To date, Steele has released two extended play recordings, one full-length album, and he is set to release part one of a two-part, 17-song album in November 2024. Part two will be released in spring in 2025,.

Between COVID, family, getting married and having children, a lot has happened to inspire his music, and his song accumulation grew.

“I have 100 songs probably. I’m a little older now, and I’m trying to catalog everything. Mostly for my children. If something catches fire, then that’s amazing. You never know. We have some bangers that could take off,” Steele said.

When he’s not traveling, Steele’s home is in Wyoming with his wife, two daughters, and son. His children are learning to play piano, guitar and sing. On the wall of their home hangs a guitar previously played by Jimi Hendrix and Janis Joplin.

“My wife’s father passed away, and he used to drive those guys to the airport, which is kind of crazy, like back in the 70s,” Steele said. “He also played in a famous band, and they were all hanging out at some point. My wife ended up with it. It’s really cool.”

Steele spends a lot of time on the road, which he said is challenging, but he is grateful for the opportunity to play music, something that Covid helped to shine a light on. During the pandemic, some of his friends stopped playing music and bands broke up, but he pushed through. Whether it’s an intimate gig or big show, Steele appreciates the opportunities to perform.

“Anytime I can play music, it’s a gift,” he said. “It’s a blessing. It’s a gift for people to be able to share that. Being able to persevere through [COVID] was a crazy time. So, I don’t take anything for granted now.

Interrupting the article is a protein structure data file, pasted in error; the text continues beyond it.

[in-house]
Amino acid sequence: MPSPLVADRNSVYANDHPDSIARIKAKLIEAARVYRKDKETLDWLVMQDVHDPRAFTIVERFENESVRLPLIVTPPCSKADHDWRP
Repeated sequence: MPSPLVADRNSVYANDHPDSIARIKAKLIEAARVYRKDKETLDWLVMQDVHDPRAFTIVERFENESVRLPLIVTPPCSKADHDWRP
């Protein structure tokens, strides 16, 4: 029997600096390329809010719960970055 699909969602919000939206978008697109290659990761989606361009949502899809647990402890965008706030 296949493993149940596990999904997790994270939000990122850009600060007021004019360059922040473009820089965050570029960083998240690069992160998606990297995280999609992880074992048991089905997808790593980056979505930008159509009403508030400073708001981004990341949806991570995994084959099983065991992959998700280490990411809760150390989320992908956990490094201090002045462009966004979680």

“When I do this thing for Chris Stapleton, that’s important to me because, who knows, he could be in his trailer listening,” he continued. “I’m always going to be thinking about that. I’ve owned a lot of businesses, so I’m very business-minded and oriented.”

While Quintus is managing the band’s logistics, Steele said his job is to focus on the music. A dreamer, Steele’s had many visions about music, including a reoccurring dream where he takes the stage with Dierks Bentley. Not long after having the dream, Steele learned that Quintus booked a gig for him to play in Montana, following a concert where Bentley and Keith Urban are headlining.

“It’s an after party, so probably won’t even see them. Still, I had the vision about Dierks, and it was cool there was some kind of connection.” Steele said. “I’m a big believer in vision and manifesting.”

Steele enjoys performing in a variety of venues including intimate wine bars where he can dig into his vocals for a more emotional feel, to the larger events such as the King County Fair.

“The way he connects with fans is amazing,” Quintus said. “If you like country music, you’re going to definitely love Sammy Steele.”

In addition to shows at the King County Fair and the Pro Rodeo, Steele has several local gigs booked, including one at at the Black Diamond’s Ten Trail’s neighborhood on July 20, 2 – 5 p.m.; a performance at Bonney Lake’s Tunes at Tapps performance series on Aug. 7 starting at 6 p.m. at Allen Yorke Park; and another Enumclaw performance on Aug. 11 from 11 a.m. to 1 p.m.

Steele will also play at the pre-party for Chris Stapleton on July 27 at Victory Hall, located across the street from T-Mobile Park.